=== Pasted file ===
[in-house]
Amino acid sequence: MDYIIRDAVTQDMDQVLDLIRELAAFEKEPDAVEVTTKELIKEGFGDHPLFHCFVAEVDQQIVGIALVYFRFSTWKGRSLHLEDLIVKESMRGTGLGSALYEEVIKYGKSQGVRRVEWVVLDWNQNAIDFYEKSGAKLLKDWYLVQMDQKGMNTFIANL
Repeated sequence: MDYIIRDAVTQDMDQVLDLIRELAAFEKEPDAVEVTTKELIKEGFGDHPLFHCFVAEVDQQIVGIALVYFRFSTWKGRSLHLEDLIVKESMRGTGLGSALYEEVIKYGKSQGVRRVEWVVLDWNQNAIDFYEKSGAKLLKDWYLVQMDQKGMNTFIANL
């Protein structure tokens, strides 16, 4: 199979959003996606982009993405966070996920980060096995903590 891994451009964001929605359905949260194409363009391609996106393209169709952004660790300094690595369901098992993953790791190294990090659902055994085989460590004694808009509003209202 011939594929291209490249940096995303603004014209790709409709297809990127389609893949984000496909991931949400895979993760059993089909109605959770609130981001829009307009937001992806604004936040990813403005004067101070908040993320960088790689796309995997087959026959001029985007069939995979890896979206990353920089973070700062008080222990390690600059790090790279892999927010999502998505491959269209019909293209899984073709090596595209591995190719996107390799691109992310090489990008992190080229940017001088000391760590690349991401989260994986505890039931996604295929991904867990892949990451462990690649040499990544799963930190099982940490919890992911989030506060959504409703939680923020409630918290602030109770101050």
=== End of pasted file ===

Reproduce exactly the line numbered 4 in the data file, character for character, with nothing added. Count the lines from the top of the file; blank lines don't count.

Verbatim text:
């Protein structure tokens, strides 16, 4: 199979959003996606982009993405966070996920980060096995903590 891994451009964001929605359905949260194409363009391609996106393209169709952004660790300094690595369901098992993953790791190294990090659902055994085989460590004694808009509003209202 011939594929291209490249940096995303603004014209790709409709297809990127389609893949984000496909991931949400895979993760059993089909109605959770609130981001829009307009937001992806604004936040990813403005004067101070908040993320960088790689796309995997087959026959001029985007069939995979890896979206990353920089973070700062008080222990390690600059790090790279892999927010999502998505491959269209019909293209899984073709090596595209591995190719996107390799691109992310090489990008992190080229940017001088000391760590690349991401989260994986505890039931996604295929991904867990892949990451462990690649040499990544799963930190099982940490919890992911989030506060959504409703939680923020409630918290602030109770101050």